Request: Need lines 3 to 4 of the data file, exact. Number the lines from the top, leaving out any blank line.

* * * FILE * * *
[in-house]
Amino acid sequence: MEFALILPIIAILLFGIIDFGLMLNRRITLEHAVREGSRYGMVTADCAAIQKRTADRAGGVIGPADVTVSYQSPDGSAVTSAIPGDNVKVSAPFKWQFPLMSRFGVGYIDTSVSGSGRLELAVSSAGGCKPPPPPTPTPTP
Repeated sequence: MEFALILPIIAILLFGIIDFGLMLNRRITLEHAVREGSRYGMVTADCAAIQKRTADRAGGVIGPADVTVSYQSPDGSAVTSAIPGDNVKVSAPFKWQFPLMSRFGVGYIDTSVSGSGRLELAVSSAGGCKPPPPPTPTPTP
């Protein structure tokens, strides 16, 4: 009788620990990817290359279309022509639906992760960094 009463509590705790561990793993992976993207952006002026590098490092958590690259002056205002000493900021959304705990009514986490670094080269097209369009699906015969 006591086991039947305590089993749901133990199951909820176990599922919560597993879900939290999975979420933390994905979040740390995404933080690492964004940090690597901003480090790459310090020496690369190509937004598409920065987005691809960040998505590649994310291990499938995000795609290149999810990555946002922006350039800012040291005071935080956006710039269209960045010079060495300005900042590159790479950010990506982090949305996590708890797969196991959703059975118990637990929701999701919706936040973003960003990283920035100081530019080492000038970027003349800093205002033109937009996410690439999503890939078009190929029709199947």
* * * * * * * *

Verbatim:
Repeated sequence: MEFALILPIIAILLFGIIDFGLMLNRRITLEHAVREGSRYGMVTADCAAIQKRTADRAGGVIGPADVTVSYQSPDGSAVTSAIPGDNVKVSAPFKWQFPLMSRFGVGYIDTSVSGSGRLELAVSSAGGCKPPPPPTPTPTP
């Protein structure tokens, strides 16, 4: 009788620990990817290359279309022509639906992760960094 009463509590705790561990793993992976993207952006002026590098490092958590690259002056205002000493900021959304705990009514986490670094080269097209369009699906015969 006591086991039947305590089993749901133990199951909820176990599922919560597993879900939290999975979420933390994905979040740390995404933080690492964004940090690597901003480090790459310090020496690369190509937004598409920065987005691809960040998505590649994310291990499938995000795609290149999810990555946002922006350039800012040291005071935080956006710039269209960045010079060495300005900042590159790479950010990506982090949305996590708890797969196991959703059975118990637990929701999701919706936040973003960003990283920035100081530019080492000038970027003349800093205002033109937009996410690439999503890939078009190929029709199947």